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Owner-operator insurance – Definitions and impact of non-trucking, bobtail and empty liability

As with any business model, motor carriers (MCs) using owner-operators (OOs) enjoy certain benefits while assuming additional risks. One such risk is the potential “uninsured” exposure of the OO while not in a “commercial use” capacity for the motor carrier. MC’s Trucking or Commercial Automobile Liability (AL) policy provides coverage for units owned by motor carriers as well as all leased tractors and trailers during their lease period. Coverage ceases for an owner-operator once he is no longer in “commercial use” capacity for the motor carrier. The problem is that the OO continues to use their vehicle while displaying the MC plate and may not have any other insurance available. Many times the “deep” pocket of the MC is called upon to repair the injured third.

Three products have been developed to fill the coverage gap for the owner-operator.

Liability not related to trucking:

Cost: Low

Protection of motor carriers Automobile liability: low

Market availability: high

Non-trucking liability provides coverage for “personal use” by using a trucking or commercial auto liability policy form and attaching a “business use” exclusion. The difficulty stems from the fact that the definition of “commercial use” is generally not defined in the policy, but stems directly from various decisions of state and federal courts interpreting this term.

Unfortunately, “commercial use” has been interpreted very broadly and extends beyond “shipping”. Here are some typical scenarios that would not be covered by the Non-Trucking policy due to the broad interpretation of the “business use” exclusion:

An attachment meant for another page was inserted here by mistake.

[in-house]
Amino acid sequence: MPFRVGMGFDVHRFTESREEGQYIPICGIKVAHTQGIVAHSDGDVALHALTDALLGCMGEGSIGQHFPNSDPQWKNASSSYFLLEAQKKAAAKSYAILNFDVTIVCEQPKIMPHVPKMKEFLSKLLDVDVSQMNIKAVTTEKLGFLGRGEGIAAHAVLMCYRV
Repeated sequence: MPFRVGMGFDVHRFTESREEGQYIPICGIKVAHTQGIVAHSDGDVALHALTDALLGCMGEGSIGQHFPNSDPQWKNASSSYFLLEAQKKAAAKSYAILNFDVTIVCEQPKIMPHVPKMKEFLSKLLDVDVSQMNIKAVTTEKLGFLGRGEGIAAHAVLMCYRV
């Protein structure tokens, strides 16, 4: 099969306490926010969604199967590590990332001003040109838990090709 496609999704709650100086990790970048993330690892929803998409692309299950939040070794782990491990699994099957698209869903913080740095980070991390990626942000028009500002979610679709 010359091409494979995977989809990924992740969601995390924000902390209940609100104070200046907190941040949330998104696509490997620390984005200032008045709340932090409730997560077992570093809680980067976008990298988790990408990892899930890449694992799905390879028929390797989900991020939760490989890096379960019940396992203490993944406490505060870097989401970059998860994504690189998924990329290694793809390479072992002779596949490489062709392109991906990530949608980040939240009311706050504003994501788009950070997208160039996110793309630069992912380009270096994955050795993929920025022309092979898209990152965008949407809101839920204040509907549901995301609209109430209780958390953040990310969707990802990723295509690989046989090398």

• OO drops the charge and goes home to include a grocery trip gap (courts rule OO owes a return trip)
  • OO takes vehicle to garage on weekends for maintenance (courts determine OO maintains unit per MC lease requirements)
  • OO is out of town, between loads. He’s going to the cinema. (courts rule OO is out of town under MC’s direction)

Cover example: OO uses his truck in his spare time to go to the grocery store and hits another vehicle.

Bobtail Liability:

Average cost

Protection of motor carriers Automobile liability: average

Market availability: low

Many in the transportation industry use the same terminology for Bobtail liability and non-trucking liability, when in reality they are very different. Bobtail defines coverage as “whenever the trailer is unattached” whether or not the OO was shipped by the motor carrier.

Cover example:

  • OO drops the load and bobtails to pick up the next load.
  • OO drops the charge late in the day and bobtails the houses.
  • Be aware that the Bobtail policy will not respond every time a trailer is attached, even if it is truly in a personal situation, for example:
  • OO brings home an empty trailer and goes to the store on the weekend.
  • OO uses his tractor to move a mobile home on the weekends.
  • OO helps a friend move by pulling a trailer with household items

Empty liability:

High cost

Protection of motor carriers Motor vehicle liability: high

Availability on the market: very low (per class)

No-Load Liability provides the least ambiguous coverage and broadest level of protection for the MC and OO. This policy provides coverage while bobtailing (no trailer attached) as well as while empty (trailer does not contain or carry cargo – no bill of lading), regardless of the shipment. The difficulty with this line of coverage is low availability (usually not available in a primary settlement deduction program; rather the OO’s need to obtain on a direct basis).

Each of the coverage models has advantages and disadvantages that vary depending on the risk tolerance and activities of the motor carrier and owner-operator. Deciding on the right program can be key to managing your risk. Seek the assistance of a qualified insurance broker to review your current insurance programs and operations and to provide suggestions and options that best meet your needs.

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